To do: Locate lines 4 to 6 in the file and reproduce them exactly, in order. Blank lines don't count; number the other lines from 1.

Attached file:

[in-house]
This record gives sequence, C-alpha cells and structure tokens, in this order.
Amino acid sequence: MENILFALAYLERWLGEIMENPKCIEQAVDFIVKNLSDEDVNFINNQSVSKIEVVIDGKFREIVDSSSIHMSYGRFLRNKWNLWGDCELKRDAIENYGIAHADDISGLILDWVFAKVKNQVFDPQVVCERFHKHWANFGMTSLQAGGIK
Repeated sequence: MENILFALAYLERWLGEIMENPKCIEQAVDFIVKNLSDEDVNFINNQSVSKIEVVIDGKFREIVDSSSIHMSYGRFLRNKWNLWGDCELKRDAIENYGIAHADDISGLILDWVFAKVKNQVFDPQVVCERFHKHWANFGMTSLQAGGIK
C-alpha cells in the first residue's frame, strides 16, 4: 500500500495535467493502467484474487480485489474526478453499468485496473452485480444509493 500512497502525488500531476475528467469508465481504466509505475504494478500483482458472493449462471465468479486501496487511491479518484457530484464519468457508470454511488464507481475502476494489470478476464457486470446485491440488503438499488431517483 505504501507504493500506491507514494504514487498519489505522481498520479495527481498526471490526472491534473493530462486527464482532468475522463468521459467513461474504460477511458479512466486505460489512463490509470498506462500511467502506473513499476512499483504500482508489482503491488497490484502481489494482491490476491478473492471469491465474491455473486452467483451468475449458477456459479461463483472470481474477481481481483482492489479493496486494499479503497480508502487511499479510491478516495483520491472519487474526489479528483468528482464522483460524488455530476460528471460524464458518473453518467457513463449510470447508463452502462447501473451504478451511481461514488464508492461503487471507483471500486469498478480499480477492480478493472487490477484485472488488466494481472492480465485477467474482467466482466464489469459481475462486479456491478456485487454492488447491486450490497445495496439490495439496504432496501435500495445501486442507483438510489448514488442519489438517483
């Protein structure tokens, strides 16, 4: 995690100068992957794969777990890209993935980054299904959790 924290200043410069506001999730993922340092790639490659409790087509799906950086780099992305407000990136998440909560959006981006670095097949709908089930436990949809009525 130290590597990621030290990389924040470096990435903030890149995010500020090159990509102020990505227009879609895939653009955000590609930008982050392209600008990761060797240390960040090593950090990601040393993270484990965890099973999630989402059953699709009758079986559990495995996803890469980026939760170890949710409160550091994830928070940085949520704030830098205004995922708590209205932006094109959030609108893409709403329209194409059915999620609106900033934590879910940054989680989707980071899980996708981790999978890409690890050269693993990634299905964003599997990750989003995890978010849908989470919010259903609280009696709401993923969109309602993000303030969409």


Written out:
Repeated sequence: MENILFALAYLERWLGEIMENPKCIEQAVDFIVKNLSDEDVNFINNQSVSKIEVVIDGKFREIVDSSSIHMSYGRFLRNKWNLWGDCELKRDAIENYGIAHADDISGLILDWVFAKVKNQVFDPQVVCERFHKHWANFGMTSLQAGGIK
C-alpha cells in the first residue's frame, strides 16, 4: 500500500495535467493502467484474487480485489474526478453499468485496473452485480444509493 500512497502525488500531476475528467469508465481504466509505475504494478500483482458472493449462471465468479486501496487511491479518484457530484464519468457508470454511488464507481475502476494489470478476464457486470446485491440488503438499488431517483 505504501507504493500506491507514494504514487498519489505522481498520479495527481498526471490526472491534473493530462486527464482532468475522463468521459467513461474504460477511458479512466486505460489512463490509470498506462500511467502506473513499476512499483504500482508489482503491488497490484502481489494482491490476491478473492471469491465474491455473486452467483451468475449458477456459479461463483472470481474477481481481483482492489479493496486494499479503497480508502487511499479510491478516495483520491472519487474526489479528483468528482464522483460524488455530476460528471460524464458518473453518467457513463449510470447508463452502462447501473451504478451511481461514488464508492461503487471507483471500486469498478480499480477492480478493472487490477484485472488488466494481472492480465485477467474482467466482466464489469459481475462486479456491478456485487454492488447491486450490497445495496439490495439496504432496501435500495445501486442507483438510489448514488442519489438517483
């Protein structure tokens, strides 16, 4: 995690100068992957794969777990890209993935980054299904959790 924290200043410069506001999730993922340092790639490659409790087509799906950086780099992305407000990136998440909560959006981006670095097949709908089930436990949809009525 130290590597990621030290990389924040470096990435903030890149995010500020090159990509102020990505227009879609895939653009955000590609930008982050392209600008990761060797240390960040090593950090990601040393993270484990965890099973999630989402059953699709009758079986559990495995996803890469980026939760170890949710409160550091994830928070940085949520704030830098205004995922708590209205932006094109959030609108893409709403329209194409059915999620609106900033934590879910940054989680989707980071899980996708981790999978890409690890050269693993990634299905964003599997990750989003995890978010849908989470919010259903609280009696709401993923969109309602993000303030969409």